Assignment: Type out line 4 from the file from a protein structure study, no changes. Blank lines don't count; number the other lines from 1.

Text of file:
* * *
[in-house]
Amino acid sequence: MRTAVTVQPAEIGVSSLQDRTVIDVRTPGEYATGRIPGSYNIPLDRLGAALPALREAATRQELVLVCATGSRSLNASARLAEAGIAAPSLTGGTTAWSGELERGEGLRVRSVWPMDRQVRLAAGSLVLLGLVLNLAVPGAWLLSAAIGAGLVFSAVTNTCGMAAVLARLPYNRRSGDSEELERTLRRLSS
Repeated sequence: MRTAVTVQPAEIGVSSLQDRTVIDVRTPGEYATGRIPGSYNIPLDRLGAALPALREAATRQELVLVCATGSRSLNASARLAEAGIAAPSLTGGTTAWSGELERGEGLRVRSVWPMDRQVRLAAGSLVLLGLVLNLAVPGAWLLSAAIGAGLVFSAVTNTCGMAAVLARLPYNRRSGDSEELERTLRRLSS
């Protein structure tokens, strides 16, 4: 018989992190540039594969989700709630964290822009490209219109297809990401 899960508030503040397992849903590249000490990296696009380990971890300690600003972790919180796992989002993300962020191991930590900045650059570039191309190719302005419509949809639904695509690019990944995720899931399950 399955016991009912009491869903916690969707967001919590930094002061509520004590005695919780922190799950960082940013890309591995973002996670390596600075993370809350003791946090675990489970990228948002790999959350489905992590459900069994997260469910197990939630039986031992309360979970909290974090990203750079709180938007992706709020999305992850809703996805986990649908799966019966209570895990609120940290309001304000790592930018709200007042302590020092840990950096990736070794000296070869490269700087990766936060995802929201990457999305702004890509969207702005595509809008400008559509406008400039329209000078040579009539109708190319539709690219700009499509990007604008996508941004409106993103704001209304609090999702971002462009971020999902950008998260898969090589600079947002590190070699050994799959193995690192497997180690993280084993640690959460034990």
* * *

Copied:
């Protein structure tokens, strides 16, 4: 018989992190540039594969989700709630964290822009490209219109297809990401 899960508030503040397992849903590249000490990296696009380990971890300690600003972790919180796992989002993300962020191991930590900045650059570039191309190719302005419509949809639904695509690019990944995720899931399950 399955016991009912009491869903916690969707967001919590930094002061509520004590005695919780922190799950960082940013890309591995973002996670390596600075993370809350003791946090675990489970990228948002790999959350489905992590459900069994997260469910197990939630039986031992309360979970909290974090990203750079709180938007992706709020999305992850809703996805986990649908799966019966209570895990609120940290309001304000790592930018709200007042302590020092840990950096990736070794000296070869490269700087990766936060995802929201990457999305702004890509969207702005595509809008400008559509406008400039329209000078040579009539109708190319539709690219700009499509990007604008996508941004409106993103704001209304609090999702971002462009971020999902950008998260898969090589600079947002590190070699050994799959193995690192497997180690993280084993640690959460034990």